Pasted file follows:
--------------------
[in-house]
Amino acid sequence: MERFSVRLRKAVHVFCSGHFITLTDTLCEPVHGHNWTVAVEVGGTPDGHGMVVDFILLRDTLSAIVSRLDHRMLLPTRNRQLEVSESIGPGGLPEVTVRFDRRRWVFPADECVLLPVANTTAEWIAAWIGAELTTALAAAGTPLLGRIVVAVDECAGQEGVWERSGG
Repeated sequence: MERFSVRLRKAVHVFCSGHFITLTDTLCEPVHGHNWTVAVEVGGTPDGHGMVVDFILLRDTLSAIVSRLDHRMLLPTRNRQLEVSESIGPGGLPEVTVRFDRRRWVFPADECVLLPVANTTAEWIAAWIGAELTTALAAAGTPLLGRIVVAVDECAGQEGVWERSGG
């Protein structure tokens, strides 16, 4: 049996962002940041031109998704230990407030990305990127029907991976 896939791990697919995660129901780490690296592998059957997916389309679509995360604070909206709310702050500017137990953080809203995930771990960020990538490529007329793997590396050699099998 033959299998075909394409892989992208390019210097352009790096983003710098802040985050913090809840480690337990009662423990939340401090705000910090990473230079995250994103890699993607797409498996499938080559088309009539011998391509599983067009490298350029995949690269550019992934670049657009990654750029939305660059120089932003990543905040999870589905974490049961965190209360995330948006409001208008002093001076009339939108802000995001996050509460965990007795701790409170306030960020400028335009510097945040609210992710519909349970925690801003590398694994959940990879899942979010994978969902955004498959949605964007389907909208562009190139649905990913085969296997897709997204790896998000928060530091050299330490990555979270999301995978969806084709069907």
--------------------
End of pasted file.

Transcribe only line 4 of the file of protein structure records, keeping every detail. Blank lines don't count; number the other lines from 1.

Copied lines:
């Protein structure tokens, strides 16, 4: 049996962002940041031109998704230990407030990305990127029907991976 896939791990697919995660129901780490690296592998059957997916389309679509995360604070909206709310702050500017137990953080809203995930771990960020990538490529007329793997590396050699099998 033959299998075909394409892989992208390019210097352009790096983003710098802040985050913090809840480690337990009662423990939340401090705000910090990473230079995250994103890699993607797409498996499938080559088309009539011998391509599983067009490298350029995949690269550019992934670049657009990654750029939305660059120089932003990543905040999870589905974490049961965190209360995330948006409001208008002093001076009339939108802000995001996050509460965990007795701790409170306030960020400028335009510097945040609210992710519909349970925690801003590398694994959940990879899942979010994978969902955004498959949605964007389907909208562009190139649905990913085969296997897709997204790896998000928060530091050299330490990555979270999301995978969806084709069907």